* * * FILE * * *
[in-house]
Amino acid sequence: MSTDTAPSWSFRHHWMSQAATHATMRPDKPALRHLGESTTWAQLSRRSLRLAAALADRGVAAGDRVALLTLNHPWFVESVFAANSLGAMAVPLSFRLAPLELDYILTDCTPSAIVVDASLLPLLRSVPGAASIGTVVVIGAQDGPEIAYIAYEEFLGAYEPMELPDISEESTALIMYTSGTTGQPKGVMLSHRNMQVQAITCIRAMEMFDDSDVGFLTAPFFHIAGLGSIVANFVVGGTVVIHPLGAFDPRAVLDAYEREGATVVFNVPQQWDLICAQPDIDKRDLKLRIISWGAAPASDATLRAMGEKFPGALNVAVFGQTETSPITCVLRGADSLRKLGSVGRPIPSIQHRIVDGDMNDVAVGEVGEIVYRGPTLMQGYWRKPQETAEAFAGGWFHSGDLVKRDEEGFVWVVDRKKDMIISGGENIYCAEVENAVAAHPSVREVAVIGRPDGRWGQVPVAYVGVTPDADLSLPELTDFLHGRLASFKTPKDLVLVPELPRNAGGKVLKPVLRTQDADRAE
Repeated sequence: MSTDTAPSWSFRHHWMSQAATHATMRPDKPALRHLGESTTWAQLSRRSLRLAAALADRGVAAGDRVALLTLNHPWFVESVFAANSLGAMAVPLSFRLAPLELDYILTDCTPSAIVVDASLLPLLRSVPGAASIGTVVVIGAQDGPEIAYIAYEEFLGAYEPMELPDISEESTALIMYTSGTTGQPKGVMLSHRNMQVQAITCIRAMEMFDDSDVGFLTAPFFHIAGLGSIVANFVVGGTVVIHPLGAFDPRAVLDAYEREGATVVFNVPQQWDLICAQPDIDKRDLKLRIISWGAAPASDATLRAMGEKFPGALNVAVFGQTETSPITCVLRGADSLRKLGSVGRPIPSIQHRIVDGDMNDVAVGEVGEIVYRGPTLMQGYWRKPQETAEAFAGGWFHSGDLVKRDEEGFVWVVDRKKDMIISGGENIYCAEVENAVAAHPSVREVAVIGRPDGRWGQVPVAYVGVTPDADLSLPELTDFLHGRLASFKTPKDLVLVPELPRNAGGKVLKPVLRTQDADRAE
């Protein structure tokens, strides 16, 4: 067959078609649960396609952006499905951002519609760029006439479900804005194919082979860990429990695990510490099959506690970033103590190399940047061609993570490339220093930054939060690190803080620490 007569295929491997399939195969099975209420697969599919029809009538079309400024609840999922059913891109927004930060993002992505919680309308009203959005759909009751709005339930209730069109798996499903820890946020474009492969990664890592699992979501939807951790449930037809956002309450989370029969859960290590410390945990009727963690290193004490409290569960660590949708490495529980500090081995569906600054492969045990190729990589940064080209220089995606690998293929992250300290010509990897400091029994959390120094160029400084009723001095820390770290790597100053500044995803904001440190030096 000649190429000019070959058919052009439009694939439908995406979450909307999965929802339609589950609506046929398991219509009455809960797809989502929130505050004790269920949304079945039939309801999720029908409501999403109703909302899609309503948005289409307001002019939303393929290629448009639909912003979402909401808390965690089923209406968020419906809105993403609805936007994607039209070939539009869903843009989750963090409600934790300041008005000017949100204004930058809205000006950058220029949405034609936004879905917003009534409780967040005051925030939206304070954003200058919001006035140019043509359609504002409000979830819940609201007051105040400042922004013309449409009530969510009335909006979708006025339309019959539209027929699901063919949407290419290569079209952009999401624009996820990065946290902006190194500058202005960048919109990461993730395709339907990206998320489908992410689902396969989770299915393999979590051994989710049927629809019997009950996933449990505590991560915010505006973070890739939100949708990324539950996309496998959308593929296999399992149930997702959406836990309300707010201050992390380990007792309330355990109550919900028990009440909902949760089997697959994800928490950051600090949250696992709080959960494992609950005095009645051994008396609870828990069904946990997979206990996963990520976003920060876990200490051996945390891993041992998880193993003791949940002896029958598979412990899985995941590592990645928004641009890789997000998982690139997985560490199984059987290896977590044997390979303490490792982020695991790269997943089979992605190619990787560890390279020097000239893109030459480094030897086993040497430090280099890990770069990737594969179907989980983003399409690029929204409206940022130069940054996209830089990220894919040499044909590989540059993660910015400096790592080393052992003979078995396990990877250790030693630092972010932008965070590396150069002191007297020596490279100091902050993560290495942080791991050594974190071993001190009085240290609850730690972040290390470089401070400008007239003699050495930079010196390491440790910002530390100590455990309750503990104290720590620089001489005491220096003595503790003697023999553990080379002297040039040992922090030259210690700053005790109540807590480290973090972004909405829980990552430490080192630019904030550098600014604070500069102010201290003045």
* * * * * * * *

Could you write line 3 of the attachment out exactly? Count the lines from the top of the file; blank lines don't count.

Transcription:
Repeated sequence: MSTDTAPSWSFRHHWMSQAATHATMRPDKPALRHLGESTTWAQLSRRSLRLAAALADRGVAAGDRVALLTLNHPWFVESVFAANSLGAMAVPLSFRLAPLELDYILTDCTPSAIVVDASLLPLLRSVPGAASIGTVVVIGAQDGPEIAYIAYEEFLGAYEPMELPDISEESTALIMYTSGTTGQPKGVMLSHRNMQVQAITCIRAMEMFDDSDVGFLTAPFFHIAGLGSIVANFVVGGTVVIHPLGAFDPRAVLDAYEREGATVVFNVPQQWDLICAQPDIDKRDLKLRIISWGAAPASDATLRAMGEKFPGALNVAVFGQTETSPITCVLRGADSLRKLGSVGRPIPSIQHRIVDGDMNDVAVGEVGEIVYRGPTLMQGYWRKPQETAEAFAGGWFHSGDLVKRDEEGFVWVVDRKKDMIISGGENIYCAEVENAVAAHPSVREVAVIGRPDGRWGQVPVAYVGVTPDADLSLPELTDFLHGRLASFKTPKDLVLVPELPRNAGGKVLKPVLRTQDADRAE